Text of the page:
Four Years with the Army of the Potomac
Ticknor, 1888 - 757 páginas
Originally written in French, this is a translation of the notes and diaries of General de Trobriand. It contains a portrait and various maps.
Comentarios de la gente - Escribir un comentario
No encontramos ningún comentario en los lugares habituales.
Otras ediciones - Ver todas
Four Years with the Army of the Potomac (Classic Reprint)
Regis De Trobriand
Sin vista previa disponible - 2017
Four Years With the Army of the Potomac (Classic Reprint)
Regis de Trobriand
Sin vista previa disponible - 2015
able advance already appeared arms army arrived artillery asked attack bank battle brigade brought called camp carried cause cavalry charge Colonel column command Confederates continued Corps covered crossed direction division duty enemy enemy's everything fact fall favor field Fifth fight finally fire five followed force formed four front give given ground guns hand head Hill horses hundred immediately intrenchments leaving less lost McClellan ment miles military month morning movement necessary never night North officers passed position Potomac present President railroad ranks reached rebels received regiments remained result Richmond river road Second sent side slavery soldiers soon South stopped success taken tent thing Third thousand tion took troops turn United Washington whole woods wounded York
Página 752 - I propose to receive the surrender of the Army of Northern Virginia on the following terms, to wit: Rolls of all the officers and men to be made in duplicate, one copy to be given to an officer to be designated by me, the other to be retained by such officer or officers as you may designate.
Página 384 - And this issue embraces more than the fate of these United States. It presents to the whole family of man the question whether a constitutional republic or democracy — a government of the people by the same people — can or cannot maintain its territorial integrity against its own domestic foes.
Página 383 - That the maintenance inviolate of the rights of the States, and especially the right of each State to order and control its own domestic institutions according to its own judgment exclusively...
Página 746 - April 7, 1865. GENERAL : The result of the last week must convince you of the hopelessness of further resistance on the part of the army of Northern Virginia in this struggle. I feel that it is so, and regard it as my duty to shift from myself the responsibility of any further effusion of blood by asking of you the surrender of that portion of the Confederate States army known as the army of Northern Virginia.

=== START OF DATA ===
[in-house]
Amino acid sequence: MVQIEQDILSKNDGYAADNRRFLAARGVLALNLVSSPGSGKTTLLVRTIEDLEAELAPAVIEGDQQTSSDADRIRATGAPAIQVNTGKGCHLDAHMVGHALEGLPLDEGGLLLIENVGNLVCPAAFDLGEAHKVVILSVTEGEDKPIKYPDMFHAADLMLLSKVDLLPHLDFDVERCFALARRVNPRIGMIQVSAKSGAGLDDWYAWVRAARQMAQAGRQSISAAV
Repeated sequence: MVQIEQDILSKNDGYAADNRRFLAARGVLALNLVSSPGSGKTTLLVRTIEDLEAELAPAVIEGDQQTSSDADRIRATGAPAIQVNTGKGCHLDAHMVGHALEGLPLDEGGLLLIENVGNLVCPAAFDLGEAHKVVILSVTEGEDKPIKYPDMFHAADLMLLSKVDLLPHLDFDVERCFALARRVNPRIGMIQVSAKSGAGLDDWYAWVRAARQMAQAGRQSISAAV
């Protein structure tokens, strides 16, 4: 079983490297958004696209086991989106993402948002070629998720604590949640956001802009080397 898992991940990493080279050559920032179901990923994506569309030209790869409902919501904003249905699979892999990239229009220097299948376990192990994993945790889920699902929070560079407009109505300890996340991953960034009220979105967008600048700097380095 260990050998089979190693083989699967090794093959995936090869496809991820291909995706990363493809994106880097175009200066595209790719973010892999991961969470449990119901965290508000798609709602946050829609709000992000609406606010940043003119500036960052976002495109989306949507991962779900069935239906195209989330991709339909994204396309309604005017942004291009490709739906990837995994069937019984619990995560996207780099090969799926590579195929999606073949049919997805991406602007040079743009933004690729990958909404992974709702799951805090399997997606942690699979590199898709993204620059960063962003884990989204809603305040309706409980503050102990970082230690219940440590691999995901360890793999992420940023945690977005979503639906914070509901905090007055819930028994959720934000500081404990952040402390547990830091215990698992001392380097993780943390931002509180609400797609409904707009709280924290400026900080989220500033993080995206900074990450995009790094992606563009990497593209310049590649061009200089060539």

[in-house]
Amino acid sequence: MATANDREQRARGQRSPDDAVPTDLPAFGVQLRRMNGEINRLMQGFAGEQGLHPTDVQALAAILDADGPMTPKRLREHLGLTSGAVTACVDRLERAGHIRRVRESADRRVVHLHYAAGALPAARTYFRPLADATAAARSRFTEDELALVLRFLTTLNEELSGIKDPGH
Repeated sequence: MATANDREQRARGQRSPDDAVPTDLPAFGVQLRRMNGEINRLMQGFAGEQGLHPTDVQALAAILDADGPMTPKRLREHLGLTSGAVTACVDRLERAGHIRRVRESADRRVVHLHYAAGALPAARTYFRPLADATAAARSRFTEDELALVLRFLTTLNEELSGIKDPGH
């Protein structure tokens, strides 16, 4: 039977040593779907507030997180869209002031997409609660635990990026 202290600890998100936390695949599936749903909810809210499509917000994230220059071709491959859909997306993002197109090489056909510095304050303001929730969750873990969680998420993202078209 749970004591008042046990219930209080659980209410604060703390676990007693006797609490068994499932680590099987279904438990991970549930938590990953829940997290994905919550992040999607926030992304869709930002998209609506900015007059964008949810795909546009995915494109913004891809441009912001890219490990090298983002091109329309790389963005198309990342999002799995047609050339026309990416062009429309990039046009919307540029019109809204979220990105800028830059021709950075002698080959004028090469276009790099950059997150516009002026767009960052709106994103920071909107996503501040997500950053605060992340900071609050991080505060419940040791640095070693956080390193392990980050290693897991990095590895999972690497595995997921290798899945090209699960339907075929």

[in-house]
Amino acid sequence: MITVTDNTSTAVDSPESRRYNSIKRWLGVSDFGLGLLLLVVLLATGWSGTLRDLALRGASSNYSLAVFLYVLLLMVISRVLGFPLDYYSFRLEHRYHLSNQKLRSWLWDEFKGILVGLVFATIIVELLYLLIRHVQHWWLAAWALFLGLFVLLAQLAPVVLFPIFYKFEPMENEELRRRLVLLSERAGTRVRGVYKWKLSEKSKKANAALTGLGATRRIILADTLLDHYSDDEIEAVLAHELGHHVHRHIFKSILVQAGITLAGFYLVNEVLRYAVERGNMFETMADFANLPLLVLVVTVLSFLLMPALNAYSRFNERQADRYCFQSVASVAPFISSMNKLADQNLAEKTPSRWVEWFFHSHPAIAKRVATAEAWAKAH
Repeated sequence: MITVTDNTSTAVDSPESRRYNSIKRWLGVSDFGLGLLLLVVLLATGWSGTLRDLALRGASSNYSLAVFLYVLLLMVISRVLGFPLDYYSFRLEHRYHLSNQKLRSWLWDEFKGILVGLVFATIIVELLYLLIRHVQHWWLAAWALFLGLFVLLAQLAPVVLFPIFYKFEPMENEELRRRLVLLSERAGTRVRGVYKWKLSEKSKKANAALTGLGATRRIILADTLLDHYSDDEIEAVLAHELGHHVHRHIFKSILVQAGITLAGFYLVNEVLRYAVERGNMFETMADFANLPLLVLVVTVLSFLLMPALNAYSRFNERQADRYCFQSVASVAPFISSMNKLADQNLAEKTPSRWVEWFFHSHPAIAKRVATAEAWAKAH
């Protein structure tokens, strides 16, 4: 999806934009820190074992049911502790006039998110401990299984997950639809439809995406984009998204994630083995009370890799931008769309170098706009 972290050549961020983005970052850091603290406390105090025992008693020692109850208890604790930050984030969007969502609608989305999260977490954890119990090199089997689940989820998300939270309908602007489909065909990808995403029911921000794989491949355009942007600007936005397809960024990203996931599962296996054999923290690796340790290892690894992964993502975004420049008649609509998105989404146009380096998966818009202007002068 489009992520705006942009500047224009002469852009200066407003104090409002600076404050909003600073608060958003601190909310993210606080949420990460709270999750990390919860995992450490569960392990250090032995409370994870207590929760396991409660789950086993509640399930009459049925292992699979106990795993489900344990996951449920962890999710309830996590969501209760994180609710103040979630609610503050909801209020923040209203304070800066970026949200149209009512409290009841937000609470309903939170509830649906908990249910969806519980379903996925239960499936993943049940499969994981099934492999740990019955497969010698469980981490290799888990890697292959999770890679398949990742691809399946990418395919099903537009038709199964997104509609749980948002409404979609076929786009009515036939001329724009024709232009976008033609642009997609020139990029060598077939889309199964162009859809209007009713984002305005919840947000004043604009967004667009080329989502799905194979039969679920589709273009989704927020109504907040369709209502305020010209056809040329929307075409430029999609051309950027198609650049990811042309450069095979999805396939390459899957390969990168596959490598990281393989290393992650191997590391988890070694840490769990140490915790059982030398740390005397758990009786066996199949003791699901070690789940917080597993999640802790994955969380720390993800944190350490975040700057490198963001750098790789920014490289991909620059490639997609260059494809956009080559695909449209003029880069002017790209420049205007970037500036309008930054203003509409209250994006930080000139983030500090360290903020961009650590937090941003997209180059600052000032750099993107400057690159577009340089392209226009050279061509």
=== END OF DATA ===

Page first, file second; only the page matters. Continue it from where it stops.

Página 383 - I now reiterate these sentiments; and in doing so I only press upon the public attention the most conclusive evidence of which the case is susceptible, that the property, peace, and security of no section are to be in anywise endangered by the now incoming administration.
Página 393 - Now, therefore, I, ABRAHAM LINCOLN, President of the United States, by virtue of the power in me vested as Commander-in-Chief of the Army and Navy of the United States in time of actual armed rebellion against the authority and Government of the United States, and as a fit and necessary war measure for suppressing said rebellion, do, on this...
Página 676 - States, or other peaceable means, to the end that at the earliest practicable moment peace may be restored on the basis of the Federal Union of the States.
Página 383 - I believe I have no lawful right to do so, and I have no inclination to do so.
Página 394 - ... order and designate as the States and parts of States wherein the people thereof, respectively, are this day in rebellion against the United States, the following, to wit: Arkansas, Texas, Louisiana, (except the parishes of St.
Página 390 - If there be those who would not save the Union unless they could at the same time save slavery, I do not agree with them. If there be those who would not save the Union unless they could at the same time destroy slavery, I do not agree with them. My paramount object is to save the Union, and not either to save or destroy slavery.